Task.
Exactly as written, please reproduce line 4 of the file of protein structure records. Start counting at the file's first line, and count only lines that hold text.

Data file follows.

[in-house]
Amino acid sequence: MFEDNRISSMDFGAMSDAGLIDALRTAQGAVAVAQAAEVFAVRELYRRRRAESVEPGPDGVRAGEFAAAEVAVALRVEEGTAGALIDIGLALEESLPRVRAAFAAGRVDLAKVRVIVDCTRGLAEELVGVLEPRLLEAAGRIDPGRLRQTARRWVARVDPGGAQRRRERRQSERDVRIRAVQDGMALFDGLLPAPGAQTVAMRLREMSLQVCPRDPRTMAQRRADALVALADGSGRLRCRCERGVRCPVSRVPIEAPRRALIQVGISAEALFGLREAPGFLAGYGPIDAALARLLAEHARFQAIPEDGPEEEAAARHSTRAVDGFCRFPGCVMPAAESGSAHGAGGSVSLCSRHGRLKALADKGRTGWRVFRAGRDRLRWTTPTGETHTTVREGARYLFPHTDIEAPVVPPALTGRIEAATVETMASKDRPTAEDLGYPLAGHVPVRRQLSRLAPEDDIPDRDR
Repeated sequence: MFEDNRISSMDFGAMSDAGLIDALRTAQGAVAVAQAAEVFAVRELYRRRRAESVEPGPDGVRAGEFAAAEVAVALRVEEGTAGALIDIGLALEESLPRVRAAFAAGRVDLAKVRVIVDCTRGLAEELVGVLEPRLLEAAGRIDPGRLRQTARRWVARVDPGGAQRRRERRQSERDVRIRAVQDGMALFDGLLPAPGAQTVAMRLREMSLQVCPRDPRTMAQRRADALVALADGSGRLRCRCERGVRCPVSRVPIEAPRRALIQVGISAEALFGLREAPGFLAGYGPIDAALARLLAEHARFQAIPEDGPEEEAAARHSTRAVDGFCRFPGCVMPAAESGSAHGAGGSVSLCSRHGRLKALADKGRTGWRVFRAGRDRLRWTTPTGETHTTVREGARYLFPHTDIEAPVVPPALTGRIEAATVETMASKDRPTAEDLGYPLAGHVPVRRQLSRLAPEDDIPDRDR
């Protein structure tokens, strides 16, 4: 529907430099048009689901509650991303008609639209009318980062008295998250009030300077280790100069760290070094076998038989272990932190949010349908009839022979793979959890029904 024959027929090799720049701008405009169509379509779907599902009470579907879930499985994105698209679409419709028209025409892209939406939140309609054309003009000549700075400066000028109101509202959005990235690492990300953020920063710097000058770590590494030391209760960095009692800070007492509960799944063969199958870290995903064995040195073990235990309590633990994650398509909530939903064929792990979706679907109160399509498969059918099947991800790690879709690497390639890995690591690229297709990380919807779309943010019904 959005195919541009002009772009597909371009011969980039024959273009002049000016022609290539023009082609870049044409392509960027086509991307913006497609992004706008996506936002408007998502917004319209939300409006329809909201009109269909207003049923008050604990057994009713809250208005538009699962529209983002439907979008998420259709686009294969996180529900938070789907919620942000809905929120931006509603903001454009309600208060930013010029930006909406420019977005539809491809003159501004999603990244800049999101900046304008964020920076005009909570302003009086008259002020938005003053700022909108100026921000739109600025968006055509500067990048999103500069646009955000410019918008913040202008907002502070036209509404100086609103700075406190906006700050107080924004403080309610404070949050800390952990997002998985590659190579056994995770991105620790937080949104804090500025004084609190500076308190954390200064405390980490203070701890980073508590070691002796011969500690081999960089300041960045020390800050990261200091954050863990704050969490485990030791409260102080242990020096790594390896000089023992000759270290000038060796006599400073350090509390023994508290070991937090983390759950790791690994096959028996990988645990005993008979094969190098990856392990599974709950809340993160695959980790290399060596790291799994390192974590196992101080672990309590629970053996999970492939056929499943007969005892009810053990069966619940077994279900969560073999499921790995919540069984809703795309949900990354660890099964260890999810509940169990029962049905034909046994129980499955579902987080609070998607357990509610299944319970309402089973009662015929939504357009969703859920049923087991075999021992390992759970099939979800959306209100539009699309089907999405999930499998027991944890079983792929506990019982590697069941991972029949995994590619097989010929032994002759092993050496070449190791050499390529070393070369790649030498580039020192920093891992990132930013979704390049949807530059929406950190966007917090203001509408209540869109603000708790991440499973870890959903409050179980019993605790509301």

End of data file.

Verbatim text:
């Protein structure tokens, strides 16, 4: 529907430099048009689901509650991303008609639209009318980062008295998250009030300077280790100069760290070094076998038989272990932190949010349908009839022979793979959890029904 024959027929090799720049701008405009169509379509779907599902009470579907879930499985994105698209679409419709028209025409892209939406939140309609054309003009000549700075400066000028109101509202959005990235690492990300953020920063710097000058770590590494030391209760960095009692800070007492509960799944063969199958870290995903064995040195073990235990309590633990994650398509909530939903064929792990979706679907109160399509498969059918099947991800790690879709690497390639890995690591690229297709990380919807779309943010019904 959005195919541009002009772009597909371009011969980039024959273009002049000016022609290539023009082609870049044409392509960027086509991307913006497609992004706008996506936002408007998502917004319209939300409006329809909201009109269909207003049923008050604990057994009713809250208005538009699962529209983002439907979008998420259709686009294969996180529900938070789907919620942000809905929120931006509603903001454009309600208060930013010029930006909406420019977005539809491809003159501004999603990244800049999101900046304008964020920076005009909570302003009086008259002020938005003053700022909108100026921000739109600025968006055509500067990048999103500069646009955000410019918008913040202008907002502070036209509404100086609103700075406190906006700050107080924004403080309610404070949050800390952990997002998985590659190579056994995770991105620790937080949104804090500025004084609190500076308190954390200064405390980490203070701890980073508590070691002796011969500690081999960089300041960045020390800050990261200091954050863990704050969490485990030791409260102080242990020096790594390896000089023992000759270290000038060796006599400073350090509390023994508290070991937090983390759950790791690994096959028996990988645990005993008979094969190098990856392990599974709950809340993160695959980790290399060596790291799994390192974590196992101080672990309590629970053996999970492939056929499943007969005892009810053990069966619940077994279900969560073999499921790995919540069984809703795309949900990354660890099964260890999810509940169990029962049905034909046994129980499955579902987080609070998607357990509610299944319970309402089973009662015929939504357009969703859920049923087991075999021992390992759970099939979800959306209100539009699309089907999405999930499998027991944890079983792929506990019982590697069941991972029949995994590619097989010929032994002759092993050496070449190791050499390529070393070369790649030498580039020192920093891992990132930013979704390049949807530059929406950190966007917090203001509408209540869109603000708790991440499973870890959903409050179980019993605790509301």